About 3 Minute Thesis
Information about the competition and details of who to contact.
Three Minute Thesis (3MT®) is an academic competition developed by The University of Queensland (UQ), Australia.
About the competition
The 3 Minute Thesis (3MT) competition requires doctoral researchers to compete to deliver the best research presentation in just 3 minutes (and one slide). It is based on a concept developed by the University of Queensland which quickly spread across Australia and New Zealand, and has gone global.
The University of Edinburgh has run a 3MT competition every year since 2013.
- A single static PowerPoint slide is permitted. No slide transitions, animations or 'movement' of any description are allowed. The slide is to be presented from the beginning of the oration.
- No additional electronic media (e.g. sound and video files) are permitted.
- No additional props (e.g. costumes, musical instruments, laboratory equipment) are permitted.
- Presentations are limited to 3 minutes maximum and competitors exceeding 3 minutes are disqualified.
- Presentations are to be spoken word (e.g. no poems, raps or songs).
- Presentations are to commence from the stage.
- Presentations are considered to have commenced when a presenter starts their presentation through either movement or speech.
- The decision of the adjudicating panel is final.
Active PhD and Professional Doctorate (Research) candidates who have successfully passed their confirmation milestone (including candidates whose thesis is under submission) by the date of their first presentation are eligible to participate in 3MT competitions at all levels. Graduates are not eligible.
Comprehension and content
- Did the presentation provide an understanding of the background and significance to the research question being addressed, while explaining terminology and avoiding jargon?
- Did the presentation clearly describe the impact and/or results of the research, including conclusions and outcomes?
- Did the presentation follow a clear and logical sequence?
- Was the thesis topic, research significance, results/impact and outcomes communicated in language appropriate to a non-specialist audience?
- Did the presenter spend adequate time on each element of their presentation - or did they elaborate for too long on one aspect or was the presentation rushed?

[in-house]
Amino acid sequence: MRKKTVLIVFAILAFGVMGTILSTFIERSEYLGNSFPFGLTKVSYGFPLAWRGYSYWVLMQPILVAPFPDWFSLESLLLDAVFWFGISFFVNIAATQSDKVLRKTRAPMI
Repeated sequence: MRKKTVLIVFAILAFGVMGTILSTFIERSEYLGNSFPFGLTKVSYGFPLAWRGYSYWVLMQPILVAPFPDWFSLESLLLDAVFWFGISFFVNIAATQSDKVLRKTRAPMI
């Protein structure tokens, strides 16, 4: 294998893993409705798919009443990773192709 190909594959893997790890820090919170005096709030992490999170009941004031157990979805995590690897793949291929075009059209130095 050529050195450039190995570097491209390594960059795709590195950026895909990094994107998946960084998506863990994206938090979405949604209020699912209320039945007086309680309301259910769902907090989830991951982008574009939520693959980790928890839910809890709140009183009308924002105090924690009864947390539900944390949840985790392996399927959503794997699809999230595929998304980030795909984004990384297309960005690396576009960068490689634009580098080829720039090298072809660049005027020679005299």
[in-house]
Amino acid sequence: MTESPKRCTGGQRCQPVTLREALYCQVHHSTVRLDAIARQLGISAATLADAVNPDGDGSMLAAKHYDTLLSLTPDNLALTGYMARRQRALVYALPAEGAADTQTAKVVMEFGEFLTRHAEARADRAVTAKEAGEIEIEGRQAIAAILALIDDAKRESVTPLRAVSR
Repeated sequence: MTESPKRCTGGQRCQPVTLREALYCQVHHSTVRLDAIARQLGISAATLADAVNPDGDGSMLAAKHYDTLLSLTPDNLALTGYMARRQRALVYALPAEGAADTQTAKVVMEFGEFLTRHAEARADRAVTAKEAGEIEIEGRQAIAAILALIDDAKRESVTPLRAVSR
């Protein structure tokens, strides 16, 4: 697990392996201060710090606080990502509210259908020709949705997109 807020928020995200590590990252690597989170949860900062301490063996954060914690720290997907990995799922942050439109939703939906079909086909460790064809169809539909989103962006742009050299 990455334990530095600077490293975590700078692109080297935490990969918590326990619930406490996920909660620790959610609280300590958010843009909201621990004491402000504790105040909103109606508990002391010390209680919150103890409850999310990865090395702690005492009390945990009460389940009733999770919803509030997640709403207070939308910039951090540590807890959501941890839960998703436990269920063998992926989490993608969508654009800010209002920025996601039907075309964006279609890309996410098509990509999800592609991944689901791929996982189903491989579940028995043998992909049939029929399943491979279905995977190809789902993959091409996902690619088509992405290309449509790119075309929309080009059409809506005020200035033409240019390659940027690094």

Engagement and communication
- Did the oration make the audience want to know more?
- Was the presenter careful not to trivialise or generalise their research?
- Did the presenter convey enthusiasm for their research?
- Did the presenter capture and maintain their audience's attention?
- Did the speaker have sufficient stage presence, eye contact and vocal range; maintain a steady pace, and have a confident stance?
- Did the PowerPoint slide enhance the presentation - was it clear, legible, and concise?
More information about 3 Minute Thesis
Find detailed information about the 3 Minute Thesis Competition, including tips on how to prepare, in our new handbook for participants:
You may also find our web information helpful:
At each College heat, three winners will be selected to go through to the University final; further prizes to be confirmed.
All those who take part at the University competition will have their presentations filmed and uploaded to the University YouTube channel. Our thanks go to the Principal for the generous donation of funds for this year’s prizes for the winners of the 3 Minute Thesis Finals. We are very grateful for this support, and are happy to announce this year’s prizes:
1st Prize: £1000
Runner up: £400
Peoples’ Choice Award: £400
The winner of the University of Edinburgh competition is then entered into the UK Competition and the international Universitas 21 Competition.
Details of the final prizes are still to be confirmed by Universitas 21.
Feedback from previous winners
Read our guest blog posts from Owen Gwydion James 2018 winner of the UK competition, Chen Zhao, 2015 Competition Winner, Emma Hodcroft, 2014 Competition Winner, and Mara Götz, 2013 ‘People’s Choice’ Winner on their experience of the competition:
The 2013 winner Chris West gives a ‘one year on’ talk explaining how the competition has benefited him and why he would encourage others to take part.
Please contact Louise if you have any questions: